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That's exactly the problem. Maybe you simply posted it too early. You've claimed that full 5-style is viable and that you have a "learning mechanism" that will enable you to master it, but you have not told us what that mechanism is or how you have validated it. You just keep repeating that learning full 5-style is possible, and expecting us to take that at face value. Well, my belief today is that it's not humanly possible to learn 200,000 algs in 4 years, and only a very good explanation will change my belief. The problem is one of quantity, but you are not addressing that. Instead, you are making vague qualitative statements about comm types and setups, etc. Unless you can provide a quantitative explanation of how you have broken down 5-style into some manageable system and amount of work, your claim lacks credibility.

(Besides which, there's the important question of whether it would be worth the effort and faster than 3-style. Even if you could learn it all, you would have worse algs with worse recall and less practice.)

Would it be possible to reduce all Corner 5-cycles (or edge 5-cycles, for that matter) down to various groups of cases which are essentially the same, just flipped, mirrored, inverted, conjugated, etc., and intuitively reduce to and then solve those cases instead of memorizing the algs? If the number of such groups of essentially identical cases was less than or equal to the number of cases in ZBLL, then it would absolutely be something which should be tried. (I'm not the one to ask whether or not it would be better, but no doubt it would deserve to be seriously tried by someone at the very least)

Like intuitive 3-style but with 5-cycles?

Also, are there any resources on floating buffers? I saw it mentioned on this thread as a more realistic alternative to 5-style. How many moves are saved by using floating buffers?

Would it be possible to reduce all Corner 5-cycles (or edge 5-cycles, for that matter) down to various groups of cases which are essentially the same, just flipped, mirrored, inverted, conjugated, etc., and intuitively reduce to and then solve those cases instead of memorizing the algs?

Yeah it's possible, but it remains a problem of quantity. How many cases are there? I don't know, but if someone wishes to claim it's a viable approach to learning full 5-style, that's where they should start .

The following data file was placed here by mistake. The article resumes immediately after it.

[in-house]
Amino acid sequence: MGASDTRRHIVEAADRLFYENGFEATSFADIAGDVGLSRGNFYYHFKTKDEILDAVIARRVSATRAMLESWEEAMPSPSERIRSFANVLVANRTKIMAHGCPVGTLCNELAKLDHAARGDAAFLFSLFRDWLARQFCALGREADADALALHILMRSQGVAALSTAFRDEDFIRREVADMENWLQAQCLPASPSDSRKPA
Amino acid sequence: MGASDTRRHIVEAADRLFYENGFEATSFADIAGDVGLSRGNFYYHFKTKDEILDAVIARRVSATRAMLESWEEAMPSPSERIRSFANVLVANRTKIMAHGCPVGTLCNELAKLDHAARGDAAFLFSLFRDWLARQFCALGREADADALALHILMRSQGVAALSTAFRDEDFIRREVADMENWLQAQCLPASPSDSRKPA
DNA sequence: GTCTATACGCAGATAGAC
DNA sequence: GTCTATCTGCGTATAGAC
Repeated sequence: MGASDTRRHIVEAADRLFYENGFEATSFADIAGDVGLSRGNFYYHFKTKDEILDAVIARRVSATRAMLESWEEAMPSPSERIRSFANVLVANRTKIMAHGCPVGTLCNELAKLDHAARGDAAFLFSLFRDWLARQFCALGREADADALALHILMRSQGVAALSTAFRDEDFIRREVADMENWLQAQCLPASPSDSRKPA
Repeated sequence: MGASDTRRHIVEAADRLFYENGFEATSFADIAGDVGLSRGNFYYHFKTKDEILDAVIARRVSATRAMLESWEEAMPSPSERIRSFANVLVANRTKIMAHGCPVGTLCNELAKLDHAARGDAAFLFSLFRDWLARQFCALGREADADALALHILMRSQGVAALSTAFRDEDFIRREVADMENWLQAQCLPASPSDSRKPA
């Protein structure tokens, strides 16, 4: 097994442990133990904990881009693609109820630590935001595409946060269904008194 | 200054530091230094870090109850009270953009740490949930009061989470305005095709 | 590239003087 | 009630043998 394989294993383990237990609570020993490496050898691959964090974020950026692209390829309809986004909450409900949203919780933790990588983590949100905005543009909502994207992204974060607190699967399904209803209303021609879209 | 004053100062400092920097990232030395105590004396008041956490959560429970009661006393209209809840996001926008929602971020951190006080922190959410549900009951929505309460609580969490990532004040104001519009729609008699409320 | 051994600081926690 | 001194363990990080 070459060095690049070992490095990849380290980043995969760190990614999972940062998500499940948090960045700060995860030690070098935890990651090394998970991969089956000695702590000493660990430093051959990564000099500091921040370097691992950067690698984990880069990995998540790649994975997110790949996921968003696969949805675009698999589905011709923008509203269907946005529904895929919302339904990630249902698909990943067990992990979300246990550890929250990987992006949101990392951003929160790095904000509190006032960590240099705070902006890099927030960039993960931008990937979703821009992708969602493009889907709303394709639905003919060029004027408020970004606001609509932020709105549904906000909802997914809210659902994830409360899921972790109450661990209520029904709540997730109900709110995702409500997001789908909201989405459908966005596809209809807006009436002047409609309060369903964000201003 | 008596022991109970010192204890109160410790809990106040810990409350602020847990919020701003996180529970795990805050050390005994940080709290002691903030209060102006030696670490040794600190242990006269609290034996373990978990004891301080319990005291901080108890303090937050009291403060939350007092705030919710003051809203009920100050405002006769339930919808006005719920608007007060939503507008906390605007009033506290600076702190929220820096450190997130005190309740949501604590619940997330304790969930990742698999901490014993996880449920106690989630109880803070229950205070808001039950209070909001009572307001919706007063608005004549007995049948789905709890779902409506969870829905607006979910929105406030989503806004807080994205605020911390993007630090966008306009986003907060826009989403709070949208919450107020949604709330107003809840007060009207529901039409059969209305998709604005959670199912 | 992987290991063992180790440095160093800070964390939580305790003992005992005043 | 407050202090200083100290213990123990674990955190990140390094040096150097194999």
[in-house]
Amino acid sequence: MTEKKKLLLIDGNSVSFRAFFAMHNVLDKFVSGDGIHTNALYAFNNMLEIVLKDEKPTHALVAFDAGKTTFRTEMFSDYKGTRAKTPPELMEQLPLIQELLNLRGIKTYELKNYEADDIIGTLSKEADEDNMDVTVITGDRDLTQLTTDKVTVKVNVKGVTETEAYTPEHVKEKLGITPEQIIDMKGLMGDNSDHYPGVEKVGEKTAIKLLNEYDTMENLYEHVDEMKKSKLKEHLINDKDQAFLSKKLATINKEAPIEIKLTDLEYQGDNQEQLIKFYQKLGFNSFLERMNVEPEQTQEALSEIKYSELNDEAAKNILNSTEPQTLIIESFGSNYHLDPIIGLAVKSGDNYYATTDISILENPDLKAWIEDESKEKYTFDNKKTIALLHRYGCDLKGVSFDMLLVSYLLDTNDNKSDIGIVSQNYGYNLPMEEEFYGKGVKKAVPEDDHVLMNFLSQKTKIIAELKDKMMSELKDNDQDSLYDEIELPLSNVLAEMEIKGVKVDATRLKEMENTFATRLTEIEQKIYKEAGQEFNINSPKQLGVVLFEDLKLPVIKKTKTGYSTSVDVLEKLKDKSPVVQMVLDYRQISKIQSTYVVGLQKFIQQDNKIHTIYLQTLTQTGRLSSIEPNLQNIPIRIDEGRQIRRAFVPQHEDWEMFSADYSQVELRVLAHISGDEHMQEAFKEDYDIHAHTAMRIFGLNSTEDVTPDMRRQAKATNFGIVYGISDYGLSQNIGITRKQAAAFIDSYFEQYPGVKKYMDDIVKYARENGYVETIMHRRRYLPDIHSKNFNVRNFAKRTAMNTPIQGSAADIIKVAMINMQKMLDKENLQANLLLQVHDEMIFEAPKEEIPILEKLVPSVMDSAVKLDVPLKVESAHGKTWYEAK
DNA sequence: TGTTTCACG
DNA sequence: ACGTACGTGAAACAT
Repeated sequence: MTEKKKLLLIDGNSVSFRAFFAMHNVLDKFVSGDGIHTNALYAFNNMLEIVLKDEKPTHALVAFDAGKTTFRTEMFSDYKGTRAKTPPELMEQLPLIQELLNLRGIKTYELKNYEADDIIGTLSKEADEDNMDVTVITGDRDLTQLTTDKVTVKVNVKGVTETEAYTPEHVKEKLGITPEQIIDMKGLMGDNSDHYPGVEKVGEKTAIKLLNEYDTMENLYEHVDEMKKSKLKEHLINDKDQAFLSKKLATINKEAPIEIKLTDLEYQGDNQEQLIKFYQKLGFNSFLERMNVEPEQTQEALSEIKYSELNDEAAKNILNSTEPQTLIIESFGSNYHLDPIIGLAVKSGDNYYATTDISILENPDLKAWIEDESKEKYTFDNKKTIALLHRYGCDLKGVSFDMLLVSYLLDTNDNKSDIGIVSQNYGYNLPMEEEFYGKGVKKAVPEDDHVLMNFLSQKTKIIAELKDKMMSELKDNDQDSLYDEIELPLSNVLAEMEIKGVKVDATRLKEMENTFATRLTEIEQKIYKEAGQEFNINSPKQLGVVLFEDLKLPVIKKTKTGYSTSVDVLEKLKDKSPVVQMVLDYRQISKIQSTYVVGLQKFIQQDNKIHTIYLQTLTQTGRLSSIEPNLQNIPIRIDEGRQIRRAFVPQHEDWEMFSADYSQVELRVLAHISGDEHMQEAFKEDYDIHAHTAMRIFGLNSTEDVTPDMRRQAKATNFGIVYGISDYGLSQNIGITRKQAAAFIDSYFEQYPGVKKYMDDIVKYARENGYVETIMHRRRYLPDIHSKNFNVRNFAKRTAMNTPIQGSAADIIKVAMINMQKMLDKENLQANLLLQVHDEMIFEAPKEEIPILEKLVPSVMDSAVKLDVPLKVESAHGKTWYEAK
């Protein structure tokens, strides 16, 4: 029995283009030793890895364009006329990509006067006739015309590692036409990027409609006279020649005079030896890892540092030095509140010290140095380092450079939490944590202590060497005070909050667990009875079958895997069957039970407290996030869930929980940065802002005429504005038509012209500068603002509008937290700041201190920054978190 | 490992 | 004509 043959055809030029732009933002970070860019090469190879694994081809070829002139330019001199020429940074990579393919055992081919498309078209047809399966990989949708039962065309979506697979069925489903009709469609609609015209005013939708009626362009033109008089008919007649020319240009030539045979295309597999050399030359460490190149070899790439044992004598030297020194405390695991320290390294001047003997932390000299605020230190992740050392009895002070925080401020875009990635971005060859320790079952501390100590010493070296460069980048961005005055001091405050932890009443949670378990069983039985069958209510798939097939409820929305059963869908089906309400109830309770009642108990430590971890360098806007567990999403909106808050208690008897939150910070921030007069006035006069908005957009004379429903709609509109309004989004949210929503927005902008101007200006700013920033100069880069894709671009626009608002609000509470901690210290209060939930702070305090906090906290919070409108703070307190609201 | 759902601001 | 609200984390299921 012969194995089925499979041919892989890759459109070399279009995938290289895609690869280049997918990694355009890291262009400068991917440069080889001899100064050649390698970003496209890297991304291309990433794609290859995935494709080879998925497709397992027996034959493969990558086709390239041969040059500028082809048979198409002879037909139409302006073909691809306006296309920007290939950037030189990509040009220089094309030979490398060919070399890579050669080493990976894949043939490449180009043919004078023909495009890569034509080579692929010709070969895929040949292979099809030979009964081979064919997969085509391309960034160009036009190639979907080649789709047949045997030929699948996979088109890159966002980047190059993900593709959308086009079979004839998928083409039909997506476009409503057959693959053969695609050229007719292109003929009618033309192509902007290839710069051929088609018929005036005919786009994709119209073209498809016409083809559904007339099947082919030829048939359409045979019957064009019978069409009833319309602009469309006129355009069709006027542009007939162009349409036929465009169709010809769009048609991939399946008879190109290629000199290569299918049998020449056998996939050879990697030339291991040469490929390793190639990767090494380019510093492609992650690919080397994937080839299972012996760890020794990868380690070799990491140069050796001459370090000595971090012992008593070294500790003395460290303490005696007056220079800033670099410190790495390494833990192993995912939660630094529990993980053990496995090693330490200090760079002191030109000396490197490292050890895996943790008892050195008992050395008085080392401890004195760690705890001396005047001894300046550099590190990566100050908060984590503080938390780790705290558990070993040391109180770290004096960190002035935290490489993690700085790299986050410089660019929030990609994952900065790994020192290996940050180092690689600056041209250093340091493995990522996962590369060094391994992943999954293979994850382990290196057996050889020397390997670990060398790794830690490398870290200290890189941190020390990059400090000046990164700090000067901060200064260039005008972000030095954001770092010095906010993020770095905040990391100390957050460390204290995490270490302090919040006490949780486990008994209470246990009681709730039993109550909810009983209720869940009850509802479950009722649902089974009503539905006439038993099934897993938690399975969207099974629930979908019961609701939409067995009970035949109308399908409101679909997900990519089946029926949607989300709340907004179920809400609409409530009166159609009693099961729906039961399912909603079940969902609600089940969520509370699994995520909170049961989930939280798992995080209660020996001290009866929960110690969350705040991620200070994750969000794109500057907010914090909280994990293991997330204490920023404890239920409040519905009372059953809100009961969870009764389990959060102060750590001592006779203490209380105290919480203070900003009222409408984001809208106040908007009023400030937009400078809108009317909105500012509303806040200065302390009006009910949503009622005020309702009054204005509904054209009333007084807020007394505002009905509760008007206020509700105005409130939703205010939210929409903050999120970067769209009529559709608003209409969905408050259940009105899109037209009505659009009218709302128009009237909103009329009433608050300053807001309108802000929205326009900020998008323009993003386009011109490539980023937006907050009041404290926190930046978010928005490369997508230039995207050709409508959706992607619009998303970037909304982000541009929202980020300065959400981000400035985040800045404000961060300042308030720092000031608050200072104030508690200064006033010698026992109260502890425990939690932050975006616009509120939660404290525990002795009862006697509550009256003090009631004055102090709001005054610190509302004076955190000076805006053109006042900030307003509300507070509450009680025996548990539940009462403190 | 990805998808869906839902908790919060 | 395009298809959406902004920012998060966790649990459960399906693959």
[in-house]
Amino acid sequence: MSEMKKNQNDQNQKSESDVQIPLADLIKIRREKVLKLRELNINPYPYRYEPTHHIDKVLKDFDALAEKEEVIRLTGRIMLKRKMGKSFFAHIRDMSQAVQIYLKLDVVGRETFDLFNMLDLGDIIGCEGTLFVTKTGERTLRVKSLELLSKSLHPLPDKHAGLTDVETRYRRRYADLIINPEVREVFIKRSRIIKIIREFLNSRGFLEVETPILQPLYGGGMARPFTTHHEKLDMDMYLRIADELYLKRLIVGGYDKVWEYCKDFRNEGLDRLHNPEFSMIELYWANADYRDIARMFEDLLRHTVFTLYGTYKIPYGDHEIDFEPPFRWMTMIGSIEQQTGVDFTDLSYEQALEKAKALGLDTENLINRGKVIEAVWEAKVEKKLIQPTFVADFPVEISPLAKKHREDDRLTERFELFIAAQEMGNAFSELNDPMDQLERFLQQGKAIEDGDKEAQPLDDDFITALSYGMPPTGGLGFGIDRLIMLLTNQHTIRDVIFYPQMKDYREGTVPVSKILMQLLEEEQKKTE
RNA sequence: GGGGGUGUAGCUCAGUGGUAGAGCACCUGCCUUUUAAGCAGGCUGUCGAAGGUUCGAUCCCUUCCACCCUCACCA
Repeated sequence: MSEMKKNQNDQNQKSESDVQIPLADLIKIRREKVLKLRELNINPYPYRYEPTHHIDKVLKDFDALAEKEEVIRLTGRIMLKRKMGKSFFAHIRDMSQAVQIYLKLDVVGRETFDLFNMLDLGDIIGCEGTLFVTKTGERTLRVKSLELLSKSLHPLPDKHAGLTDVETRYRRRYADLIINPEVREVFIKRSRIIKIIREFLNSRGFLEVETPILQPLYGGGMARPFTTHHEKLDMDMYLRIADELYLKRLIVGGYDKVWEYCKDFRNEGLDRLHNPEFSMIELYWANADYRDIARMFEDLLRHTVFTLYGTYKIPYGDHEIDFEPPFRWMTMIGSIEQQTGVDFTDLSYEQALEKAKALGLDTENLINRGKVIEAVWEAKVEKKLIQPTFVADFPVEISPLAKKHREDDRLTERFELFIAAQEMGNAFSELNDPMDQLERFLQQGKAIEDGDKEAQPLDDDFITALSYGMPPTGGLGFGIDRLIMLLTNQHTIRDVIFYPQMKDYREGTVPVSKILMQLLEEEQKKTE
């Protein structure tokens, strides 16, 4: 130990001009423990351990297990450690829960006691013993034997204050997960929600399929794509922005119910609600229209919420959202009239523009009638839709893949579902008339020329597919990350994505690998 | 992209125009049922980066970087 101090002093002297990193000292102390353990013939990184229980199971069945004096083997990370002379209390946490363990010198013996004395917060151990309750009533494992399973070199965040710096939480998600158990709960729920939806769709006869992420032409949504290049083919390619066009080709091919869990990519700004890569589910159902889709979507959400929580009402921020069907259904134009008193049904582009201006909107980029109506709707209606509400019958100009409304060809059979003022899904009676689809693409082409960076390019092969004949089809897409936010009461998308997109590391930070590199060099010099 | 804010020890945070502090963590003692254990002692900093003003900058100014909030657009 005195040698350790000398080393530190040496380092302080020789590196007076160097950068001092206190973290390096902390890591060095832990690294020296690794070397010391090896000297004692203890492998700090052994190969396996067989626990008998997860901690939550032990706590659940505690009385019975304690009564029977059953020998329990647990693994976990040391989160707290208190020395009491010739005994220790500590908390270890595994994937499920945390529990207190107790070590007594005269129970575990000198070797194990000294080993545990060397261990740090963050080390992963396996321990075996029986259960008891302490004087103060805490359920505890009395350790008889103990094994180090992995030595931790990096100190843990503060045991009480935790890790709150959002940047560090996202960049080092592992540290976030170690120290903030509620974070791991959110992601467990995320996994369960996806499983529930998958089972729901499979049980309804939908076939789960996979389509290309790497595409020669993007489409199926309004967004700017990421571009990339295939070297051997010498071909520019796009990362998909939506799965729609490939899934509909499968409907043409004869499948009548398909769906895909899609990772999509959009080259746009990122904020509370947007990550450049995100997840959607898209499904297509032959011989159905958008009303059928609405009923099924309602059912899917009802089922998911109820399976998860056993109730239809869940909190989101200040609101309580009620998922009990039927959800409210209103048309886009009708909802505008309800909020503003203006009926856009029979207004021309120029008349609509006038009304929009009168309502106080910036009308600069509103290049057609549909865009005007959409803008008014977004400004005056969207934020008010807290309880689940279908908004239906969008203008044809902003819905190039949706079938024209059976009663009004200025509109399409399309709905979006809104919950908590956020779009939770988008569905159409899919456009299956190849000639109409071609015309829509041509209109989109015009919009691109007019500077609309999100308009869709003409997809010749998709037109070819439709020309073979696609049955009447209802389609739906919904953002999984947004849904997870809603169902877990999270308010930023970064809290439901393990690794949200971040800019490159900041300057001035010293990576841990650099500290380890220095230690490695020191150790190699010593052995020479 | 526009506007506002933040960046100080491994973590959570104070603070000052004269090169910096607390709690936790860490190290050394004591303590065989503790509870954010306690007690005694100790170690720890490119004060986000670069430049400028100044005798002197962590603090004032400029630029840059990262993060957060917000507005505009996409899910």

2 ideas to help reduce the number of cases: do 4-style, and the M slice is off by an M2 and the corners have an edge swap in there somewhere, or do 5-style eka. So set up to UF or LDF and do one of a massively reduced set of algs.

Some other nice ideas include finding ways to work 4-6 move 5-cycles into 3-style solves.

For example M' U M U' can be set up or mirrored to solve the DF-FU-UB case on the M slice followed by any inner and outer edge on opposite sides. It's short and fast and setting up the other two pieces on opposite faces makes it quite easy to use.
Plus it could be useful in just under a quarter of occurrences of DF-FU-UB-xx-yy with no cycle breaks, so occurs frequently enough to get practised.

Or, you can think ahead into 5-cycles to solve pieces out of order, using shorter, faster algs for different buffers. Someone else posted on FB about this recently. If the next 4 targets are ABCD the usual 3-style way is to solve AB then CD, but you could solve it other ways like BCD then AB where BCD is a fast 4 or 5 mover with B as buffer.

I'm not fast enough to seriously consider using this stuff myself, but I'm sure the top blinders already dabble with it. Of course it's a long way short of the full 5-style that @abunickabhi is advocating, but sometimes the best place to start is with whatever low hanging fruit offers the better return on time invested.

From there, I simply apply the reverse algorithm to all cases in order to set up the respective cycles, but I figure out a commutator myself for all cases, as I feel that it helps in my understanding of the cube and that it will be easier to "remember" since I came out with the list. For every commutator I figure out, the reverse of that becomes a solution for another cycle.

However, the issue here is I have too many cube rotations in my commutators, which I'm not sure if it's ok. Here is an example:

Are such cube rotations ok? Or should I just get used to doing insertions from other angles? Will appreciate help from all of you who are more experienced.